Delma is a relatively discreet brand, not necessarily known by a wider audience, but that still impresses us with its combination of high-quality watches and fair prices. Something that we don’t see that often these days… The brand has long been involved in the field of dive watches, starting in 1969 with the so-called Periscope, followed in 1975 by the Shell Star, its first pro-diver. But it’s mainly with the Blue Shark collection that the brand has gained interest in this field, with one of the toughest watches on the market, despite an accessible price. Today, we’ll take a closer look at the latest iteration of this watch, the Delma Blue Shark III Azores edition.
As you’ve probably guessed thanks to its name, the Delma Blue Shark III represents the third evolution of a watch that was launched in 2011, as the brand’s most robust and most capable dive watch ever created. While the Shell Star was paying tribute to past watches of Delma, the Blue Shark is all about instrumental look, performance and robustness. The first model was already impressive with 3,000m water-resistance. Then followed the Blue Shark II, with an upgraded design and in 2019, the brand launched the Blue Shark III. And this time, it was a full 4,000m water-resistance, a helium escape valve and full protection all around. You can look around, and you won’t find many dive watches with such resistance to pressure. There are, of course, the Rolex Deepsea, with a 390-bar rating (or 3,900m), and a few prototypes such as the Omega Seamaster Ultra Deep with its 15,000m rating. But watches with a 4km water-resistance are something of a rarity, and the existing models are often far more expensive. The only real competitor for Delma, at least in an identical price range, would be the Sinn U2, yet with “only” 200 bars of pressure resistance.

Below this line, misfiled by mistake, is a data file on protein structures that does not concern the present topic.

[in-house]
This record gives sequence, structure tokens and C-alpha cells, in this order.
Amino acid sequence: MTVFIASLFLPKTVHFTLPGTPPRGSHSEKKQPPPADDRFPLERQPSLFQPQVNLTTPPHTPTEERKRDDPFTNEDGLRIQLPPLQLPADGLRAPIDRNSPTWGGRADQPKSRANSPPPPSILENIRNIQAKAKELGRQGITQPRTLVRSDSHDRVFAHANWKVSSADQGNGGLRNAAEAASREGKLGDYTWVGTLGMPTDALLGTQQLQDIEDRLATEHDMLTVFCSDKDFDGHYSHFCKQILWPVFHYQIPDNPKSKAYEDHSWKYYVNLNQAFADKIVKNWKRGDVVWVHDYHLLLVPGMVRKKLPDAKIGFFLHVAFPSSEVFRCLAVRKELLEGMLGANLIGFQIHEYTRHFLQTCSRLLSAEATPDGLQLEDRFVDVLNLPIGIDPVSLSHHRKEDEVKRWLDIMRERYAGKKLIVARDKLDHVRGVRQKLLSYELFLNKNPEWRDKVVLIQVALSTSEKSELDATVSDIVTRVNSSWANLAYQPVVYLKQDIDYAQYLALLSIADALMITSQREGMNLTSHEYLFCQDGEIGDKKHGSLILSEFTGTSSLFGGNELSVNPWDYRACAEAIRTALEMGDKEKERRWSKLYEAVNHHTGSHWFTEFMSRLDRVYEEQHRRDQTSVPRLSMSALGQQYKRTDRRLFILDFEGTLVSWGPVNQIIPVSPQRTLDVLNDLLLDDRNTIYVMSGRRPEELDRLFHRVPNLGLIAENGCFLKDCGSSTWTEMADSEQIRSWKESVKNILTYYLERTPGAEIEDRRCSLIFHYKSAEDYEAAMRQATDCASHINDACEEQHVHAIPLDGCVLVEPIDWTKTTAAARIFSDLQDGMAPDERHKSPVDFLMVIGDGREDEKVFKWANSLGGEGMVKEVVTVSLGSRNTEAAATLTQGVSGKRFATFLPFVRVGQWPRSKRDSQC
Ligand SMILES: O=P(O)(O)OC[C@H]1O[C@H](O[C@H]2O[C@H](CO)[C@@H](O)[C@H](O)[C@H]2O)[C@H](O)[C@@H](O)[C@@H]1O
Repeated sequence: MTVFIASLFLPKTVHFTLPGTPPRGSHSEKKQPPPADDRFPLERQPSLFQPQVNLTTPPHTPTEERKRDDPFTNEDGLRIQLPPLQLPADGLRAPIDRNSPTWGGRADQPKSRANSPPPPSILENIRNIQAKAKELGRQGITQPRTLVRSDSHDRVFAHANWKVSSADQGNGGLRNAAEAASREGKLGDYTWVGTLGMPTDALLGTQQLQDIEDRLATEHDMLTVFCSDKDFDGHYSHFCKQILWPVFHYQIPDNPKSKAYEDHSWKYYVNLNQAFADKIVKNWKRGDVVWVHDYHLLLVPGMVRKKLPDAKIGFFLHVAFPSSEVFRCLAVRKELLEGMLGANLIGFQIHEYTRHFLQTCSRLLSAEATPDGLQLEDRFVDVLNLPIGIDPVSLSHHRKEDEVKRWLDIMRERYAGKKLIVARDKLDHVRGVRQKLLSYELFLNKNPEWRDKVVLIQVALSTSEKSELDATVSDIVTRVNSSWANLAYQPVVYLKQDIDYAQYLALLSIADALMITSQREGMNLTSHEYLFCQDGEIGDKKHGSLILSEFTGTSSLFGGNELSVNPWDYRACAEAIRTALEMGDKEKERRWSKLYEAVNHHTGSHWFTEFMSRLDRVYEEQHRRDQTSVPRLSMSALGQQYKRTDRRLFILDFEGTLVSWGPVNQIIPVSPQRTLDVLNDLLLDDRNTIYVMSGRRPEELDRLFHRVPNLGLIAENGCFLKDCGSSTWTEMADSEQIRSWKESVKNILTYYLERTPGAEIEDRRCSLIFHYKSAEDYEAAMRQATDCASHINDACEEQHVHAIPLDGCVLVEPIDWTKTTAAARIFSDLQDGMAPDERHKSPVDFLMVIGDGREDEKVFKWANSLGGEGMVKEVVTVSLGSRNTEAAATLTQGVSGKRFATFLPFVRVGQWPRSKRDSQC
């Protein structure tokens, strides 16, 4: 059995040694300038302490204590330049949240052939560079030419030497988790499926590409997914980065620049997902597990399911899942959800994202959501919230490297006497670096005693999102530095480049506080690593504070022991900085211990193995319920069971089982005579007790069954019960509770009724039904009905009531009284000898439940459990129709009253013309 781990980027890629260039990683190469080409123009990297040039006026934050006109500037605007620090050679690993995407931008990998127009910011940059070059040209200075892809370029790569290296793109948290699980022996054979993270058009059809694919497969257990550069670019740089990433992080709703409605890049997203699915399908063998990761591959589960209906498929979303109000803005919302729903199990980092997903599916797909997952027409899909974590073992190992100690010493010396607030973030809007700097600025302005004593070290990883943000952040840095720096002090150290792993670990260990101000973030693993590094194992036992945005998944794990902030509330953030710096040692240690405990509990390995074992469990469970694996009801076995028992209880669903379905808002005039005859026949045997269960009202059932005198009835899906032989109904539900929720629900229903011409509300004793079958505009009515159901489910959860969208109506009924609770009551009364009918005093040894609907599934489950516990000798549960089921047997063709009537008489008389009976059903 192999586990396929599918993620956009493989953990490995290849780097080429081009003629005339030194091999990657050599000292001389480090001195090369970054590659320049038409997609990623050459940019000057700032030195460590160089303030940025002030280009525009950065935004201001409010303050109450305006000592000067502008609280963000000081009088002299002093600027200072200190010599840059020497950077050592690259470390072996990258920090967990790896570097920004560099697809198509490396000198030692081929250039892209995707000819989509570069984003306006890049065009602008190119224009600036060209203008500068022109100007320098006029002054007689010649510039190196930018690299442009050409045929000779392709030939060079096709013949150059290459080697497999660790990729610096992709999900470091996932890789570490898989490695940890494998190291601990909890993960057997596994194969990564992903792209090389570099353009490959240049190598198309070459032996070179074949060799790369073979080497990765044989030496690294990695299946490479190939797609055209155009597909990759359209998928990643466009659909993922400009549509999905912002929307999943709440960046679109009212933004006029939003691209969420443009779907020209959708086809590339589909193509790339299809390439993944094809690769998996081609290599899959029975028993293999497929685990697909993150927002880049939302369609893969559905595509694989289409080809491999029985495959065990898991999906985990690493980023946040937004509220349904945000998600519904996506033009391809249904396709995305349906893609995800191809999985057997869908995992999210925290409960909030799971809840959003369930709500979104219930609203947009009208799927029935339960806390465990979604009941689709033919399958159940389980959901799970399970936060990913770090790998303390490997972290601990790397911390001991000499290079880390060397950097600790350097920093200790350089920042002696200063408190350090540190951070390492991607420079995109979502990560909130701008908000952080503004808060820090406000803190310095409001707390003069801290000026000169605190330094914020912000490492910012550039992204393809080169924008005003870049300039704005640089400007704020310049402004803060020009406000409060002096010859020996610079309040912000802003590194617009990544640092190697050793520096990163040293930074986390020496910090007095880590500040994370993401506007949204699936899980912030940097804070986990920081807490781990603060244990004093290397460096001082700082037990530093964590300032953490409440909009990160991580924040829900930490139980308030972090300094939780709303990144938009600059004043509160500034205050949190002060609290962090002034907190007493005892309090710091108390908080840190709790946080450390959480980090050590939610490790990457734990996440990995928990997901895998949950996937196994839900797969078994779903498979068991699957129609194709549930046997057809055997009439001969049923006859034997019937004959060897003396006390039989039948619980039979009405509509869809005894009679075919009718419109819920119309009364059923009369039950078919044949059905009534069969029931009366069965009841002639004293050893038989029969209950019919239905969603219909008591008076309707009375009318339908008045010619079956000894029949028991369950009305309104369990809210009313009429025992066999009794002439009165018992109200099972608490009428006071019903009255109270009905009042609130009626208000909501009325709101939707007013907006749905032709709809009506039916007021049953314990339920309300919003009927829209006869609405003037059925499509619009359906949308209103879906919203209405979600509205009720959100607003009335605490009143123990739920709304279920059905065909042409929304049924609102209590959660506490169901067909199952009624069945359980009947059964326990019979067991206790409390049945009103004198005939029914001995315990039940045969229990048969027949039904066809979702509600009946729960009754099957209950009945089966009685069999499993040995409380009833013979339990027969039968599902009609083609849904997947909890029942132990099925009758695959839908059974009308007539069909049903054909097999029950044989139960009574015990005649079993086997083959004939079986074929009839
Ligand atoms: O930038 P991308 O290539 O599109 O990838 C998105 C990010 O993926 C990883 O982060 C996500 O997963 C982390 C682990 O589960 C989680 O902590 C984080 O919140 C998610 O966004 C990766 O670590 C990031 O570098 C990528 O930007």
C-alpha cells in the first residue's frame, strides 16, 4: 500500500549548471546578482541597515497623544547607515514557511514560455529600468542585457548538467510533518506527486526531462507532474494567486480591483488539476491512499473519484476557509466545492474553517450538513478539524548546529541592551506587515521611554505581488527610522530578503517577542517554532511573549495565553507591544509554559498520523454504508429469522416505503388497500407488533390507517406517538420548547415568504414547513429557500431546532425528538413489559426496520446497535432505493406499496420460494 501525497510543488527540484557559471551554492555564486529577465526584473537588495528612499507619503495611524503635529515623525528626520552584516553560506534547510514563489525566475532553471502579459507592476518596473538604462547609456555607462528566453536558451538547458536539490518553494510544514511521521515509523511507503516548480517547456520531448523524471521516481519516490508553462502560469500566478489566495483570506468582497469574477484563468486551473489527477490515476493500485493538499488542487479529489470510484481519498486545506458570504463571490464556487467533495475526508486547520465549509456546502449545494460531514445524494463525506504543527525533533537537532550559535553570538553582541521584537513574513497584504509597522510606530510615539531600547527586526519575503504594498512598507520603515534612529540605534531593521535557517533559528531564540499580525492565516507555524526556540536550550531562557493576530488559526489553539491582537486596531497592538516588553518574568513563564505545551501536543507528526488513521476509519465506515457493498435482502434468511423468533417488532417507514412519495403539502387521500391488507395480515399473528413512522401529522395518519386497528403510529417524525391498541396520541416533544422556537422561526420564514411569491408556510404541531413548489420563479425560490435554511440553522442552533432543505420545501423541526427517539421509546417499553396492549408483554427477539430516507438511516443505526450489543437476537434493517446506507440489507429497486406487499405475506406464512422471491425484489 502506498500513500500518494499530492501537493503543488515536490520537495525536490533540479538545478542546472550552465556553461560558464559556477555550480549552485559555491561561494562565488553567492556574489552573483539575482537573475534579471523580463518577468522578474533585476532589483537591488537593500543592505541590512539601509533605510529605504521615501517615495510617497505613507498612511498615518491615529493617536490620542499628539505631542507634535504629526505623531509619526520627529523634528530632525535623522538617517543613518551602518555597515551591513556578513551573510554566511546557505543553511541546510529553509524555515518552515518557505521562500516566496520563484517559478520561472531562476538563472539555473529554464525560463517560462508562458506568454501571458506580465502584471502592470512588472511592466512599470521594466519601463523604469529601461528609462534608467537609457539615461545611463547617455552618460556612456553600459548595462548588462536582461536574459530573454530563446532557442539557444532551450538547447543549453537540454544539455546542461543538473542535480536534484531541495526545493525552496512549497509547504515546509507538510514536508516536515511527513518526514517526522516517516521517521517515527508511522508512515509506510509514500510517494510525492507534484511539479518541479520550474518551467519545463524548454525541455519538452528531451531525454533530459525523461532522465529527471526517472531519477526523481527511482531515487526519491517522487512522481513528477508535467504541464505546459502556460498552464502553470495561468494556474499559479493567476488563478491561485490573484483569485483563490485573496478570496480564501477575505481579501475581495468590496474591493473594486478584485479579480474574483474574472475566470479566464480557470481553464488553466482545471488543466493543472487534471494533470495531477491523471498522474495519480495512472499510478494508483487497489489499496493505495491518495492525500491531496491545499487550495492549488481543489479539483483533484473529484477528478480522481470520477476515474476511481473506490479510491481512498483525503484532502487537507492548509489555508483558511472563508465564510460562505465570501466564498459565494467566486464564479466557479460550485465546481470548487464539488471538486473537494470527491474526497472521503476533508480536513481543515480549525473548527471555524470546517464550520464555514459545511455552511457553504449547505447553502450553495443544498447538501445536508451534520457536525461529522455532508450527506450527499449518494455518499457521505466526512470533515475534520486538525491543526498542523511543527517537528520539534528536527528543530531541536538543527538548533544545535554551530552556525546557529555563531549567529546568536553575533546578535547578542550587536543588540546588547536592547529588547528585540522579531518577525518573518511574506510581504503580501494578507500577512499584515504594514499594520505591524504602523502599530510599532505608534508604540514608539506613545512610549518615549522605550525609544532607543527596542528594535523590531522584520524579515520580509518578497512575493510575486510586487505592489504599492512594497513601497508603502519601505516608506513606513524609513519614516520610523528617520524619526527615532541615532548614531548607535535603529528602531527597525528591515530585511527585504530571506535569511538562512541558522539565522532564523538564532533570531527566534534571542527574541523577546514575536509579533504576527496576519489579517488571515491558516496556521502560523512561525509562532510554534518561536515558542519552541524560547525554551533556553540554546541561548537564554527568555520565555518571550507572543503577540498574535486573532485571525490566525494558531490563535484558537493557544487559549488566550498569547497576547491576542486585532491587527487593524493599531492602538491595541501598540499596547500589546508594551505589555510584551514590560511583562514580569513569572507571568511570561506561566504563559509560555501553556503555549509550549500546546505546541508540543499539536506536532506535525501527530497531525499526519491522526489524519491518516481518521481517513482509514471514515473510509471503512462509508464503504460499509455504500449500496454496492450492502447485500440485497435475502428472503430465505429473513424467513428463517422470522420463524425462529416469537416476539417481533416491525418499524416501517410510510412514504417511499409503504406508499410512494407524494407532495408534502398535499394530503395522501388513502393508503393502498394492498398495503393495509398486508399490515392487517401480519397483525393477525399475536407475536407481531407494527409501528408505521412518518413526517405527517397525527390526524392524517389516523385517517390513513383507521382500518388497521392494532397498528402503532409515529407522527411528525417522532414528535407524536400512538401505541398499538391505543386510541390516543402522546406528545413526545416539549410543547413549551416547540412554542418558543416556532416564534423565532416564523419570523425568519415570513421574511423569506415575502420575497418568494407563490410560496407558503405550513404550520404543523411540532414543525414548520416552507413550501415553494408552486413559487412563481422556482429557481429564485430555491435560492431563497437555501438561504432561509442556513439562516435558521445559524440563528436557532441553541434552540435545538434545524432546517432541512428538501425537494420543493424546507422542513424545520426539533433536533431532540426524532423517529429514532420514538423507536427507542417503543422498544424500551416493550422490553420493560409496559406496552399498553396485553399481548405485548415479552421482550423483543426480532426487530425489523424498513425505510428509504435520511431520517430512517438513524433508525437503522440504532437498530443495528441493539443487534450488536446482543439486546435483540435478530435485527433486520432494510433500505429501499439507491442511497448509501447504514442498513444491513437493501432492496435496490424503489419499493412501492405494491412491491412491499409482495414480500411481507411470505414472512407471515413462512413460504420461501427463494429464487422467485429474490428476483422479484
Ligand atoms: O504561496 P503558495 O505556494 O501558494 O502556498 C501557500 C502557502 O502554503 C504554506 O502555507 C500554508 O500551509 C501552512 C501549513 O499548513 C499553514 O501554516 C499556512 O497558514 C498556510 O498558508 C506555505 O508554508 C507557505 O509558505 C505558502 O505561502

While the Blue Shark III isn’t a new watch, Delma has decided this year to give it a new, rather cool update and coincidentally to support a good cause. This new limited edition model will support the Megalodon Project in partnership with Magnus Lundborg, ocean conservationist, photographer and brand ambassador. The Megalodon Project focuses on shark tagging to better understand elusive species in the waters surrounding the Azores archipelago. A network of these satellite tags will collect data on the sharks’ behaviour, along with underwater photography. All of this will be used to educate both governments and the public to help with shark conservation.
When you look at the Delma Blue Shark III Azores edition, you’ll have not a single once of doubt regarding its vocation. It is deliberately made to be an instrument, a watch designed to go deep and to perform in one specific environment, that of the depths. Don’t look for refinement or elegance, don’t expect restrained proportions. The Blue Shark III Azores has one goal and one goal only, and that is to be a reliable ally for deep divers. But that doesn’t mean the watch doesn’t look cool. Far from that.